Â We also open it arbitrarily and look at what, the word we saw there.

Â If we look at that word, might be a letter U, starting with letter U.

Â Okay, we said we, we, we went too far to the right, because we are now at letter U.

Â That's after letter T.

Â Then we go to the left, to the left part there, and look for it, for, for the word.

Â We keep doing this process until we get to the page that has teacher.

Â This is not a hypothetical scenario.

Â This is how you would look up a word in a dictionary.

Â If you do it really by going from page one to page two,

Â you are doing a very bad way of looking up words in a dictionary.

Â Okay?

Â So, this is how we look up a word in a dictionary.

Â And the question is, how, how does that change the algorithm for

Â sorting, for searching, okay?

Â But notice, there's a very important assumption here,

Â that the dictionary is already sorted in a lexicographical manner.

Â This is what allowed me to say when I'm looking for the word teacher,

Â if I get to a page of starts with, where the word starts with the letter m.

Â What allowed me to say, I have to go right, is because I

Â know the dictionary is sorted, and the word teacher is going to be to the right.

Â Right?

Â So, the assumption that the dictionary is sorted, is a very

Â powerful assumption that we can exploit when we are doing the search procedure.

Â Same thing, if I, you are looking for the Social Security number of an individual in

Â a list of 300 million Social Security.

Â And they are sorted, the algorithm should not start from the very first one and

Â go to the second, and go to the third.

Â It should go to the middle of that list, and then ask,

Â is the one I'm looking for before the middle or after the middle?

Â Because I have an order on these number, I will know whether to go left or right.

Â If I decide to go right,

Â I'll go to the middle of that right part and repeat the same process.

Â So now you can see similar similar in nature to the algorithm to that we

Â saw in merge sort.

Â That we are, we want to solve the problem of searching,

Â I'm doing a divide and conquer.

Â I'm searching for

Â the word teacher in dictionary, I'm dividing the dictionary into two halves.

Â I will look at the words in the half.

Â They all start with m.

Â I know that the word teacher is going to be on the right.

Â So I will now focus on the right half divided into two halves.

Â Repeating the same process, I will keep dividing until I get to the right page,

Â and find the word teacher, okay?

Â So, if I want to do this search on this list, again.

Â This list I cannot apply this technique I am talking about to.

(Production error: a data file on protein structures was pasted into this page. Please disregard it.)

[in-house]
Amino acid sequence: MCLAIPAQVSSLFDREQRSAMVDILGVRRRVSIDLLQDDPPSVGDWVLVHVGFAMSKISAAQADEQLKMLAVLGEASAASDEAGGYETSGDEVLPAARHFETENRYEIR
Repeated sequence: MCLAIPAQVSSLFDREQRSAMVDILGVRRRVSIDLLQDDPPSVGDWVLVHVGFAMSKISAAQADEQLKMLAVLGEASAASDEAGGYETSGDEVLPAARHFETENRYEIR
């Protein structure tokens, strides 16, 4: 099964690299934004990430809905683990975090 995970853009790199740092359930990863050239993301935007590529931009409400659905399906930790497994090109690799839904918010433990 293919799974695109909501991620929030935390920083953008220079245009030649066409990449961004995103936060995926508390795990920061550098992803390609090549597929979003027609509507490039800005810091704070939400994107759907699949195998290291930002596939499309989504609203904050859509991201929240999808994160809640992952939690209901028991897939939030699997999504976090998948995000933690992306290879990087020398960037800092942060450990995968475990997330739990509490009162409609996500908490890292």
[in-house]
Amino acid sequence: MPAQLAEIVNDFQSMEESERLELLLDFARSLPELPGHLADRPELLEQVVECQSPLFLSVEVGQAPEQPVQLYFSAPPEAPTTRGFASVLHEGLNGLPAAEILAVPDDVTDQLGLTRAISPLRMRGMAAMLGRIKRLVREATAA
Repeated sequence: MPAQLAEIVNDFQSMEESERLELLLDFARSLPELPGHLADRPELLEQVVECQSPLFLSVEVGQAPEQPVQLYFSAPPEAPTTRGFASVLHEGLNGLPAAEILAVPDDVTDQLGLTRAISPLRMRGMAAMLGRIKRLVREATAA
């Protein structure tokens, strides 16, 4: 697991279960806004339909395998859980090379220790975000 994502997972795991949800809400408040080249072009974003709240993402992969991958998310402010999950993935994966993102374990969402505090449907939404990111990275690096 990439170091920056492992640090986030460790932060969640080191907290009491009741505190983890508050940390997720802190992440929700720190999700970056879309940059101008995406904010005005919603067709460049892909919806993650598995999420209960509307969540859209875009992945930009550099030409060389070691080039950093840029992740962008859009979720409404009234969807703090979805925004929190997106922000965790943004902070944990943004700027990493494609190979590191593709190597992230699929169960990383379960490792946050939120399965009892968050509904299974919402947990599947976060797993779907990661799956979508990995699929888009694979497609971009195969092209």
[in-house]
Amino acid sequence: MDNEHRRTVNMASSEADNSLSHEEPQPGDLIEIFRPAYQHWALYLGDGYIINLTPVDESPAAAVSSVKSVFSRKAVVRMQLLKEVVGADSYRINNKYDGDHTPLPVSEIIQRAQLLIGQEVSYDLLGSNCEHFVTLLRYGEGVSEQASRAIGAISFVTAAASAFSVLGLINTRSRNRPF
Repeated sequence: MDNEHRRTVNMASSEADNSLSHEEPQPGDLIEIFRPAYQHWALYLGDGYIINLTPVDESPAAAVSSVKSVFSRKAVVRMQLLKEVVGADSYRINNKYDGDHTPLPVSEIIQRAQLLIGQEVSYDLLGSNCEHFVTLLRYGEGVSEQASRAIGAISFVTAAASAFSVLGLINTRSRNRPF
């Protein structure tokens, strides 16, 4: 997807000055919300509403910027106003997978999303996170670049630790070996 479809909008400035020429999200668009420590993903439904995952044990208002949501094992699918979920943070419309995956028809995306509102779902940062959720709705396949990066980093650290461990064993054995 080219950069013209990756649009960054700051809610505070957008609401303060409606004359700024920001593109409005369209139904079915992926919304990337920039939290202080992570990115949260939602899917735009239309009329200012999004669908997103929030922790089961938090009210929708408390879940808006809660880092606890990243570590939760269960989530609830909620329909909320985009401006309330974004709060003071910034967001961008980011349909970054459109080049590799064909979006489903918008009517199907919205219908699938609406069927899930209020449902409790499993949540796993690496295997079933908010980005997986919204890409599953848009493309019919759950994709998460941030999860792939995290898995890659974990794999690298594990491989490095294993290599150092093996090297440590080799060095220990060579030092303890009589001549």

Â So I have to assume that I have a sorted list, okay?

Â So let's look at now, a list that is sorted.

Â [NOISE] And suppose I am looking for

Â the key for x equal 50.

Â Okay?

Â So I'm looking for x equals 50 in this list that is sorted.

Â The first thing we do again in divide in conquer is

Â say I'm not going to look in the entire list, I'm going to divide it in half.

Â So I'm going to take this list and divide it into two halves.

Â Now, I have 1, 3, 5, 19 and the second one is going to be 20,

Â 25, 100 and 113, all right?

Â Now, I know that I'm looking for 50.

Â I know that for this left half, 19 is the largest.

Â For the right half, 20 is the smallest.

Â So, I need to look at 50 and say is it bigger, smaller or

Â whatever between before these two numbers.

Â I know that 50 is bigger than 19, right.

Â 50 is bigger than 19, so 50 cannot be here, it has to be in this side.

Â 50 is bigger than 19, therefore it has to be in that side.

Â I come to this one, and I divide it into two halves, 20, 25, 100, 113.

Â Unlike merge sort, when I went to this half I am done with this and

Â I will kill this branch of the tree.

Â I will never do anything here.

Â I come to this, to this, now I compare 50.

Â 50 is bigger than 25.

Â I will say that it cannot be here, it has to be here.

Â If 50 is here, then I kill this branch, and I come to this one, and

Â I divide it into 100, and 113.

Â 50 is smaller than this.

Â There is nothing to the left to return.

Â I will say, minus 1.

Â The algorithm got to a list of size 1.

Â It should have found it there, if anywhere.

Â It wasn't there, it returns minus 1.

Â And this algorithm, is known as Binary Search.

Â Unlike linear search, it's not searching the entire list.

Â Notice that this algorithm would never check the value on 1, 3, 5.

Â It looked at 19 and decided to go there.

Â Once it looked here, it never looked at 20, or 20 for example, and so on.

Â So binary search is similar to merge sort.

Â Take the list divide it into a half into two halves, but

Â unlike merge sort one of the halves it will never touch, right?

Â In this case, it discarded this.

Â In this case, it discarded this.

Â And in this case it discarded this.

Â And then, it return okay.

Â So, it divided, conquered and this, there's another thing here also,

Â there's no merge.

Â Okay? Once we get here and

Â we return the value of minus 1.

Â I don't need to go back up and merge anything.

Â Okay?

Â So, these, these are some major differences between binary search and

Â merge sort.

Â